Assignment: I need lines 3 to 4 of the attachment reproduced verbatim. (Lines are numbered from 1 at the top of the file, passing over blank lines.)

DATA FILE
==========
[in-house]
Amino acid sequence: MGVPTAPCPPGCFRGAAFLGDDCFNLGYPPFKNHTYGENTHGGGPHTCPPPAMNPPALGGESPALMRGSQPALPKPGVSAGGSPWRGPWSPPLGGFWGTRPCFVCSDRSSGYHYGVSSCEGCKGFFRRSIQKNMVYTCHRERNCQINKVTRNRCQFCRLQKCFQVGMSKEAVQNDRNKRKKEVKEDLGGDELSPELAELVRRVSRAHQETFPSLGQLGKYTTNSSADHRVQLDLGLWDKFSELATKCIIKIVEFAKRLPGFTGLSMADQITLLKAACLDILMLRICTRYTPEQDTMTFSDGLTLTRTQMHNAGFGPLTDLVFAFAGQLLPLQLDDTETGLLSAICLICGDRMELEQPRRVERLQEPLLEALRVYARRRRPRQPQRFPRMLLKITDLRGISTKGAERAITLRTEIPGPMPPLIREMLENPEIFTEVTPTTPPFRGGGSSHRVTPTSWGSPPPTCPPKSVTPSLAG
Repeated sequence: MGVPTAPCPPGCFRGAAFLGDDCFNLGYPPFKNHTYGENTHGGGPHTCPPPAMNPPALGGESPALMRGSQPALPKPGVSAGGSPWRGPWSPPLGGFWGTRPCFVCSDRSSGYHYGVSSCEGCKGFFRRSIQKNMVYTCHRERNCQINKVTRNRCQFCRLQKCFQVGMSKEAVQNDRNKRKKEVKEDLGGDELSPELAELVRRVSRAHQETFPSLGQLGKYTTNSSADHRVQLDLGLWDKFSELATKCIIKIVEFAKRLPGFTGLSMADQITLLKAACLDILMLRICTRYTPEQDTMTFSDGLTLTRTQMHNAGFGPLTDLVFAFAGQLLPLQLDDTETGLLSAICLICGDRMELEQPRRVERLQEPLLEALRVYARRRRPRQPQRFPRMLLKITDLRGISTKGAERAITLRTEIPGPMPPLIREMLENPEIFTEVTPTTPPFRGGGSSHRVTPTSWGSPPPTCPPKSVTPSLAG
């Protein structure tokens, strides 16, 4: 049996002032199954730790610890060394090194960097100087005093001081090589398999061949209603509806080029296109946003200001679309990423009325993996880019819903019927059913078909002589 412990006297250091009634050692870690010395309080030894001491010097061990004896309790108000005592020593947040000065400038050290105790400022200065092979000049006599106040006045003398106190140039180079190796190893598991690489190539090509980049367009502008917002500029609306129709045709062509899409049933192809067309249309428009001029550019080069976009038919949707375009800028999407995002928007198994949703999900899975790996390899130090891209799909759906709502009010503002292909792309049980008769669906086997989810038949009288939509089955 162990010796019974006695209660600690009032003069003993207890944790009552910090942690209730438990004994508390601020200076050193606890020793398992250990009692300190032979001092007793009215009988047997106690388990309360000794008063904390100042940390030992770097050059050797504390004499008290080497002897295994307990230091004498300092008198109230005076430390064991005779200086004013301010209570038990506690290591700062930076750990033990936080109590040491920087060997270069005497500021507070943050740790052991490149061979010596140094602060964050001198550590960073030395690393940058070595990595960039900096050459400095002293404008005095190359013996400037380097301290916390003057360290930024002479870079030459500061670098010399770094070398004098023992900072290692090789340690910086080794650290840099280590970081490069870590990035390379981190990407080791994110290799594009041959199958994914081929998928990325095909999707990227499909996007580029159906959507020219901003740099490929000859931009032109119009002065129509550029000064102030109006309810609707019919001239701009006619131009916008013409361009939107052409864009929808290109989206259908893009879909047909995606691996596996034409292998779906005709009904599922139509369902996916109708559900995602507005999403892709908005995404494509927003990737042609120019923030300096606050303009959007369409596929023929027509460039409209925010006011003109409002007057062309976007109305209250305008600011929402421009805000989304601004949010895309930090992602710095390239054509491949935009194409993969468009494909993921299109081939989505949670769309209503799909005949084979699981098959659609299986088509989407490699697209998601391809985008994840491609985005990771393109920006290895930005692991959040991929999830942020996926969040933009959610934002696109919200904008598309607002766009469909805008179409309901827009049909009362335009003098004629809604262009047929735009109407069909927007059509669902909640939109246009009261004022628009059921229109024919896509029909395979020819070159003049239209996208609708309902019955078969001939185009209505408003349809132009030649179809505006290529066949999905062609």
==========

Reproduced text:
Repeated sequence: MGVPTAPCPPGCFRGAAFLGDDCFNLGYPPFKNHTYGENTHGGGPHTCPPPAMNPPALGGESPALMRGSQPALPKPGVSAGGSPWRGPWSPPLGGFWGTRPCFVCSDRSSGYHYGVSSCEGCKGFFRRSIQKNMVYTCHRERNCQINKVTRNRCQFCRLQKCFQVGMSKEAVQNDRNKRKKEVKEDLGGDELSPELAELVRRVSRAHQETFPSLGQLGKYTTNSSADHRVQLDLGLWDKFSELATKCIIKIVEFAKRLPGFTGLSMADQITLLKAACLDILMLRICTRYTPEQDTMTFSDGLTLTRTQMHNAGFGPLTDLVFAFAGQLLPLQLDDTETGLLSAICLICGDRMELEQPRRVERLQEPLLEALRVYARRRRPRQPQRFPRMLLKITDLRGISTKGAERAITLRTEIPGPMPPLIREMLENPEIFTEVTPTTPPFRGGGSSHRVTPTSWGSPPPTCPPKSVTPSLAG
């Protein structure tokens, strides 16, 4: 049996002032199954730790610890060394090194960097100087005093001081090589398999061949209603509806080029296109946003200001679309990423009325993996880019819903019927059913078909002589 412990006297250091009634050692870690010395309080030894001491010097061990004896309790108000005592020593947040000065400038050290105790400022200065092979000049006599106040006045003398106190140039180079190796190893598991690489190539090509980049367009502008917002500029609306129709045709062509899409049933192809067309249309428009001029550019080069976009038919949707375009800028999407995002928007198994949703999900899975790996390899130090891209799909759906709502009010503002292909792309049980008769669906086997989810038949009288939509089955 162990010796019974006695209660600690009032003069003993207890944790009552910090942690209730438990004994508390601020200076050193606890020793398992250990009692300190032979001092007793009215009988047997106690388990309360000794008063904390100042940390030992770097050059050797504390004499008290080497002897295994307990230091004498300092008198109230005076430390064991005779200086004013301010209570038990506690290591700062930076750990033990936080109590040491920087060997270069005497500021507070943050740790052991490149061979010596140094602060964050001198550590960073030395690393940058070595990595960039900096050459400095002293404008005095190359013996400037380097301290916390003057360290930024002479870079030459500061670098010399770094070398004098023992900072290692090789340690910086080794650290840099280590970081490069870590990035390379981190990407080791994110290799594009041959199958994914081929998928990325095909999707990227499909996007580029159906959507020219901003740099490929000859931009032109119009002065129509550029000064102030109006309810609707019919001239701009006619131009916008013409361009939107052409864009929808290109989206259908893009879909047909995606691996596996034409292998779906005709009904599922139509369902996916109708559900995602507005999403892709908005995404494509927003990737042609120019923030300096606050303009959007369409596929023929027509460039409209925010006011003109409002007057062309976007109305209250305008600011929402421009805000989304601004949010895309930090992602710095390239054509491949935009194409993969468009494909993921299109081939989505949670769309209503799909005949084979699981098959659609299986088509989407490699697209998601391809985008994840491609985005990771393109920006290895930005692991959040991929999830942020996926969040933009959610934002696109919200904008598309607002766009469909805008179409309901827009049909009362335009003098004629809604262009047929735009109407069909927007059509669902909640939109246009009261004022628009059921229109024919896509029909395979020819070159003049239209996208609708309902019955078969001939185009209505408003349809132009030649179809505006290529066949999905062609």